You may remember that nice bot I mentioned after describing our family’s petition to receive the military personnel file of Frank Stevens. Frank, son of Agnes Tully Stevens, served in the Navy during World War II, and then in the United States Air Force subsequent to its official formation. We had sent for Frank’s Navy personnel file on Wednesday, February 1, and then had applied separately for his Air Force records on the following Monday, February 6.
A cordial reply was emailed immediately after receipt of each of those requests, explaining the overworked conditions at the National Personnel Records Center—a place that receives upwards of twenty thousand such requests each week. Though hoping to process our request within two weeks, the message indicated that we should anticipate a wait of three to four weeks. It did warn us, however, that the wait might be longer.
I braced myself.
After said “three to four weeks” I grew weary of staring at our mail box each afternoon. I pulled out the papers I had so carefully filed, entitled “Copy of Signature Verification,” looking for some way to trace our request. Yes! There was a phone number. I called.
The phone call produced nothing more than a recorded message warning me of the amount of time I’d be sitting with a phone glued to my ear, subjected to muzak. By the time my endurance was worn down, I took up their offer to inquire via email, wrote down the address, and gave up.
It was then that my eyes lighted upon that inserted statement on the page:
Please allow at least 90 days after you return the signature page before following up on the status of your request. During that time, please do not resubmit your request as doing so will add further delay.
Wait…ninety days?!?! Nobody had told me about that before!
Feeling like I was submitting to a jail sentence for a crime I had not committed, I resigned myself to my doom—and wondered what had become of that very nice bot who had sent me that wonderfully encouraging (and did I mention polite) message at the first.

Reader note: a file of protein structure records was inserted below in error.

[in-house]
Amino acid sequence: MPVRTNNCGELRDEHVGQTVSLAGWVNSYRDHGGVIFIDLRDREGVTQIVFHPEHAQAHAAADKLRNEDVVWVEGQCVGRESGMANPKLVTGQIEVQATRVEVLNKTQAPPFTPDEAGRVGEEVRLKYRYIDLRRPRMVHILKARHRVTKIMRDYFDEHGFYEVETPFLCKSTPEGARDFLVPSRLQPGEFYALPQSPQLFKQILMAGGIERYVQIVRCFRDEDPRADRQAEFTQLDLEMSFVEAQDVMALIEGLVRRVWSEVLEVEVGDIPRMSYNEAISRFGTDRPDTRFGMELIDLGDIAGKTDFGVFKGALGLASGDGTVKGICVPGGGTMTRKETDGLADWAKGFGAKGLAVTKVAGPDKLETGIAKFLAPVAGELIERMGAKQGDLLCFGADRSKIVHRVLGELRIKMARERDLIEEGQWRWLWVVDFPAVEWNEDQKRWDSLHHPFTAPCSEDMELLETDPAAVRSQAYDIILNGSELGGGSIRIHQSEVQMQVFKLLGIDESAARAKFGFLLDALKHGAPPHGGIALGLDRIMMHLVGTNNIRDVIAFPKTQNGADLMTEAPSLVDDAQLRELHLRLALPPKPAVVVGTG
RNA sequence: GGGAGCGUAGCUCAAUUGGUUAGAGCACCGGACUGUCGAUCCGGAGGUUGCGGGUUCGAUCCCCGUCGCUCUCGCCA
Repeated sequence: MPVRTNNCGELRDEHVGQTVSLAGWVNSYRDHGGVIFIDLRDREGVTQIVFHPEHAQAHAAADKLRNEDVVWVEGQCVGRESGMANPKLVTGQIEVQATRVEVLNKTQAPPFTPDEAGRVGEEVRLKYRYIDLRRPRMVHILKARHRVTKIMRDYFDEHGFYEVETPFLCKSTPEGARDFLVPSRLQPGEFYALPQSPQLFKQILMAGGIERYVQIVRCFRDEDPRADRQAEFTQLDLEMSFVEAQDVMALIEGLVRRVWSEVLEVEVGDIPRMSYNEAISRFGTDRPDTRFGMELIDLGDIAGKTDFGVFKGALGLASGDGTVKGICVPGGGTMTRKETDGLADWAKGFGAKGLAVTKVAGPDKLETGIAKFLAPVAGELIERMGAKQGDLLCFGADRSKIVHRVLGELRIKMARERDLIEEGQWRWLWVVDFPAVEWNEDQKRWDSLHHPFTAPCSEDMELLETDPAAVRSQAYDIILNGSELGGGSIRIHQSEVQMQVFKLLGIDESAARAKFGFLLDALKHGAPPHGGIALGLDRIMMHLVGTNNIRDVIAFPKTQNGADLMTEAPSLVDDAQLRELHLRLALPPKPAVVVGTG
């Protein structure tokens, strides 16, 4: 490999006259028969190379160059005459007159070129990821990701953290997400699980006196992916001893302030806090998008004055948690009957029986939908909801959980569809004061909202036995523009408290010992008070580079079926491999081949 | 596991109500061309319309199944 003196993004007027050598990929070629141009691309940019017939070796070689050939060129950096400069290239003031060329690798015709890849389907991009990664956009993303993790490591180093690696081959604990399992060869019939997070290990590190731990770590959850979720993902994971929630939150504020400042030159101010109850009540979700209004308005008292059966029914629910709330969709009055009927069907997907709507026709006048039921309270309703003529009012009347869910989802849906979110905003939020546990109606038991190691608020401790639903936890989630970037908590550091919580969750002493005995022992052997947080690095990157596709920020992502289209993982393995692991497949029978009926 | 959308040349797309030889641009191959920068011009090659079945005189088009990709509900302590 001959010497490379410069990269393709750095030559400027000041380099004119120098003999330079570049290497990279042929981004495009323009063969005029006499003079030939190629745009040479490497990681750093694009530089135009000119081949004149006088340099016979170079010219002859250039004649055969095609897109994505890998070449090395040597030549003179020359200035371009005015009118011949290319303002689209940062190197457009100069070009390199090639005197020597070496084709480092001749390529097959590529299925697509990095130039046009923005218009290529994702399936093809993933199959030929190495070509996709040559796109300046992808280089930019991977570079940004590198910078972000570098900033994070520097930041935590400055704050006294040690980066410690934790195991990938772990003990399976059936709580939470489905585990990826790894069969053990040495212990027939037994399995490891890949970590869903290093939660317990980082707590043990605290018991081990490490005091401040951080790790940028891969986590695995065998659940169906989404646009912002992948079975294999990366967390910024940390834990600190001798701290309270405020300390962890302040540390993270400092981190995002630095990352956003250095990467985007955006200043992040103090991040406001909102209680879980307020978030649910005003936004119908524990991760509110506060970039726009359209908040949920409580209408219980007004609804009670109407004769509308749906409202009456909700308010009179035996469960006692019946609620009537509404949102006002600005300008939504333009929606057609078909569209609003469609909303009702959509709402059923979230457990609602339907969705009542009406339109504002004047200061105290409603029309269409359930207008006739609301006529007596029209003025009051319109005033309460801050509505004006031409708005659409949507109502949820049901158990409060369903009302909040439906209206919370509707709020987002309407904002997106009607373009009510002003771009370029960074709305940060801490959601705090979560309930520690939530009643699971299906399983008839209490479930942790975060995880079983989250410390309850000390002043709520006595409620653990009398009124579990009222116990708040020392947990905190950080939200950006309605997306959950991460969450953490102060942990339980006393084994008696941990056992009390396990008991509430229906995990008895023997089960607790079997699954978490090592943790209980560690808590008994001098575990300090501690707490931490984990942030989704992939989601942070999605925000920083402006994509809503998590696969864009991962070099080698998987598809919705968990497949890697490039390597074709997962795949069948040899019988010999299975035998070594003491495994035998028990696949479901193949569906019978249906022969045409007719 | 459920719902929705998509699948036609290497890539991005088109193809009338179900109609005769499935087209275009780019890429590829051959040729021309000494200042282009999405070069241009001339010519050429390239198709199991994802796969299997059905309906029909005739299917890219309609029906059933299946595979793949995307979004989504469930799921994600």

But yesterday—first thing in the morning, too—my husband got to speak with that very nice bot, or at least its human replica. Since my husband is actually the direct relative of Frank Stevens, all our paperwork had to be done under his name. For the Navy request, the military records would have been old enough to be publicly accessed, but the newer Air Force records did not fall within that date range, thus requiring demonstration that we were entitled to receive copies of those private records.
When the call came in just after 8:00 yesterday morning, the voice on the other end of the line was indeed courteous, helpful, yet efficient. The voice belonged not to a bot, of course, but a well-prepared employee of the center who told us that he had both of Frank Stevens’ files—plus a file of reserve duty—right there on his desk. His purpose in calling was to confirm that what he was about to photocopy was indeed what we were requesting. The files are thick with information, and we had asked for all of it!
In memory of the uncle who had always wished that my husband could have, during his growing-up years, known his father, my husband intends to honor his uncle's desire and create a shadow box to frame some of the mementos we’ll assemble from what we glean out of these files.
Of course, we will still have to wait a couple more weeks for the packages to arrive from Saint Louis, but we are looking forward to whatever discoveries await us.
By the point that we receive all that material, it will indeed have taken that full ninety days that I first missed in the fine print. However, I can still say that that was a very nice bot. And so are the real people who are behind it.